if (buttonState1 == LOW) {
          FirstSelectedPresetWithinBank = FirstSelectedPresetWithinBank + 3;                   // This button scrolls through presets
          if (FirstSelectedPresetWithinBank > 7) FirstSelectedPresetWithinBank = 1;                   // This button scrolls through presets
        }
      }
    
    //  buttonState2[i] = digitalRead(3);  /* FAKED with serial input */
      if (buttonState2 != lastButtonState2) {
        if (buttonState2 == LOW) {
          BankNumber = BankNumber + 1;         // The bank button. Not meant to haphazardly jump fwd by 9 like it is here, but to
          if (BankNumber > 3) BankNumber = 1;
          FirstSelectedPresetWithinBank = 1;
        }                                                     // jump forward strictly to the first preset of the next bank from any preset in the
      }                                                       // current bank
    
      for(int i = 0; i < 3; i++){
        bankAddr[i] = BankNumber*9 + FirstSelectedPresetWithinBank + i;
        Serial.print(bankAddr[i]);    
        Serial.print( " ");    
      }                                           // This is the "bank" reset counter
      Serial.println();    
    
    delay(2000);      
    }

  8. #8
    This is it! Oh my goodness, how perfect! Thank you thank you.

    Being a noob, I was unaware that commands could be entered from the serial monitor. Out of curiosity, what is the utility in the baud rate that you selected? I'm used to defaulting to 9600, and have only used it out of habit without looking further into it. Not that I have any particular affinity for 9600.

    Also, since MIDI has a default baud rate of 31250, will these two interfere in any way? Not sure if relevant, but I have been using the MIDI library for previous versions of this project.

  9. #9
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    The baudrate is not really important for Serial over USB, it all runs at full USB speed anyway. On some cards that uses serial to usb converters like Arduino UNO the baudrate affects the speed for serial monitor, and must match the setting in the serial monitor.

    If you use serial hardware MIDI then that hardware serial port (often Serial1) must have baudrate set to 31250, but thi does not in any way affect the baudrate for any other serial port or for the USB serial connection.

  10. #10
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    You will also want to look into the debounce libraries, to make a single button press into what you want, a single button press.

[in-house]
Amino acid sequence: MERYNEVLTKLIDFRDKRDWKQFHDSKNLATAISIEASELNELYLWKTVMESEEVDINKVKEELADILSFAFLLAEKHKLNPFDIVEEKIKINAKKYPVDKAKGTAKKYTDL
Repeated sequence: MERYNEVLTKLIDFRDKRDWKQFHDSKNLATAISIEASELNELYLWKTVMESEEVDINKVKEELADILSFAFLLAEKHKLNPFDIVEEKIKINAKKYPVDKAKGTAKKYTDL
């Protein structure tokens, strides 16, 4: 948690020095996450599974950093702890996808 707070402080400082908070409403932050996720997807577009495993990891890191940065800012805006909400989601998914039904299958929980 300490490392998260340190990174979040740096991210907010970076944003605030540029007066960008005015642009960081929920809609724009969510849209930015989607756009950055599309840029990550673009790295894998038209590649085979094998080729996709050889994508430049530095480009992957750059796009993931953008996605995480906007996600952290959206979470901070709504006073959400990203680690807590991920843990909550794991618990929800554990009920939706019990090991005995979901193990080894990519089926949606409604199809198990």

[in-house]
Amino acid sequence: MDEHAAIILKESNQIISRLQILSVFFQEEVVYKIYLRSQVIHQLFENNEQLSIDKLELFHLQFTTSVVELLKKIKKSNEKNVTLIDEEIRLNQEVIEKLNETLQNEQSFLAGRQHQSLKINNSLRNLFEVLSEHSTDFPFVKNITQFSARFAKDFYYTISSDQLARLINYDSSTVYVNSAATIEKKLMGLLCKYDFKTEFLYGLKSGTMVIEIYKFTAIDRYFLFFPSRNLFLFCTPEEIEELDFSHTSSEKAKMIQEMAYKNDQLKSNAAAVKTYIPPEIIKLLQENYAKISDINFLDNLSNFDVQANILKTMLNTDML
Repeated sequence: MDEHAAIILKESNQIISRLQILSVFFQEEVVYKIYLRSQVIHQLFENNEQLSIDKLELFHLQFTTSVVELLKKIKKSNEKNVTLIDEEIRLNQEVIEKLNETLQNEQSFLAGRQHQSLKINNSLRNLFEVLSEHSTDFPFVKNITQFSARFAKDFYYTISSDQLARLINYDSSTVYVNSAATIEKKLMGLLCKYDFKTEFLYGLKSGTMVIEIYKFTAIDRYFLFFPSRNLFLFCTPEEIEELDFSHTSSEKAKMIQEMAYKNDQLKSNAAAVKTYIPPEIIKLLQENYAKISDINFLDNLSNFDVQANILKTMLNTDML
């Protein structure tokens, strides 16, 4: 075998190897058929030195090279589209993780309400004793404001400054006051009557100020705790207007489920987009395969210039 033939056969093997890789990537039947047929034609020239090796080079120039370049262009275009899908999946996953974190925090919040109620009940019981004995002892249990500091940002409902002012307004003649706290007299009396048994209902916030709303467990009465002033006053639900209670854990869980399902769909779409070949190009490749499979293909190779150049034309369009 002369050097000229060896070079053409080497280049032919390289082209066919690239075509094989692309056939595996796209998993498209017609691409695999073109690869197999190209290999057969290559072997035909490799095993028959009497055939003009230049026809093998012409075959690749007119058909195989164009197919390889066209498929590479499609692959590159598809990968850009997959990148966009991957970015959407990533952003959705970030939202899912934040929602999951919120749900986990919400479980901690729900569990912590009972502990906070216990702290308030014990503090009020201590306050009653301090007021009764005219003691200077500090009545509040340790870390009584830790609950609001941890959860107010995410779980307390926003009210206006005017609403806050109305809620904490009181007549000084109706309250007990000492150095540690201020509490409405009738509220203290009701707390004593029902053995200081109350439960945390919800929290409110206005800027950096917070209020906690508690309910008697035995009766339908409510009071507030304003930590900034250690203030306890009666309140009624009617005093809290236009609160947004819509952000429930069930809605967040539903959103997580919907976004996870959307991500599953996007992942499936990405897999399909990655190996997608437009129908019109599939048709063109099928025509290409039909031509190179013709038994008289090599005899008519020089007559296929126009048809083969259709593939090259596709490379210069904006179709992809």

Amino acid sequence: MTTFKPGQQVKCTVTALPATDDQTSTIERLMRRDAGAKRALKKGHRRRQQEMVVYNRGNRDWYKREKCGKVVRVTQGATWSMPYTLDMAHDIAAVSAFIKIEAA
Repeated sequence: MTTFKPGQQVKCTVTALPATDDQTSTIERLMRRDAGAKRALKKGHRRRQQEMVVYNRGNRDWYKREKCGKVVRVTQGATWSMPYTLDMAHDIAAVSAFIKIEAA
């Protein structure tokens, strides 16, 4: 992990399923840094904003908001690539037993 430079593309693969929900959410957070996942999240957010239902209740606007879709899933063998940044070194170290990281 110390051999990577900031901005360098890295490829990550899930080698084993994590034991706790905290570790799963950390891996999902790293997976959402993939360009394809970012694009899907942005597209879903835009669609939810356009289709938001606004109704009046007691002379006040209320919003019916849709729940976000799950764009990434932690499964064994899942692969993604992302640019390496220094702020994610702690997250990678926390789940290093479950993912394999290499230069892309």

11. #11
    I've introduced the EEPROM to the code, which works great. However, now that I have the analogRead in there as well, the "potVal" (which will eventually become the MIDI CC value) will 'snap' back to the value located at the EEPROM address when I'm not turning my pot. In the old version of the code above (which doesn't work anymore because i fiddled with it too much), it had the desired behavior of keeping each value located at the EEPROM address in place until the respective pot was turned, and then stayed with the pot until another EEPROM address was read. The difference between the two codes is that in the current version, the action of pressing the button is separate from where the address value is determined, so I'm not sure where to place the 'if' statement, or if that's even something I have to do.

    I've been at this for a few hours now trying different things, like trying while statements (nope), placing the analogRead above all of the button actions, trying to do an 'if' statement with things like:

    Code:
    if(initPotVal != readPotVal[i]){
    potVal[i] = initPotVal[i];}
    I think the one above did the opposite of the current behavior but worse (only read analogRead, did not read from EEPROM address at all).

    Code:
    #include <EEPROM.h>
    
    int bankAddr[] = {10, 11, 12};
    int buttonState1;
    int lastButtonState1;
    int buttonState2;
    int lastButtonState2;
    
    int BankNumber = 1;
    int FirstSelectedPresetWithinBank = 1;
    
    void setup() {
    pinMode(2, INPUT_PULLUP);
    pinMode(3, INPUT_PULLUP);
    Serial.begin(115200);
    }
    
    void loop() {
    
    byte potPin[] = {A0, A1, A2};
    byte initPot[3];
    byte lastInitPot[3];
    byte potVal[3];
    byte threshold = 2;
    
    lastButtonState1 = buttonState1;
    lastButtonState2 = buttonState2;
    
    buttonState1 = buttonState2 = HIGH;
    
      buttonState1 = digitalRead(2); 
      if (buttonState1 != lastButtonState1) {
        if (buttonState1 == LOW) {
          FirstSelectedPresetWithinBank = FirstSelectedPresetWithinBank + 3;                  
          if (FirstSelectedPresetWithinBank > 7) FirstSelectedPresetWithinBank = 1;              
        }
      }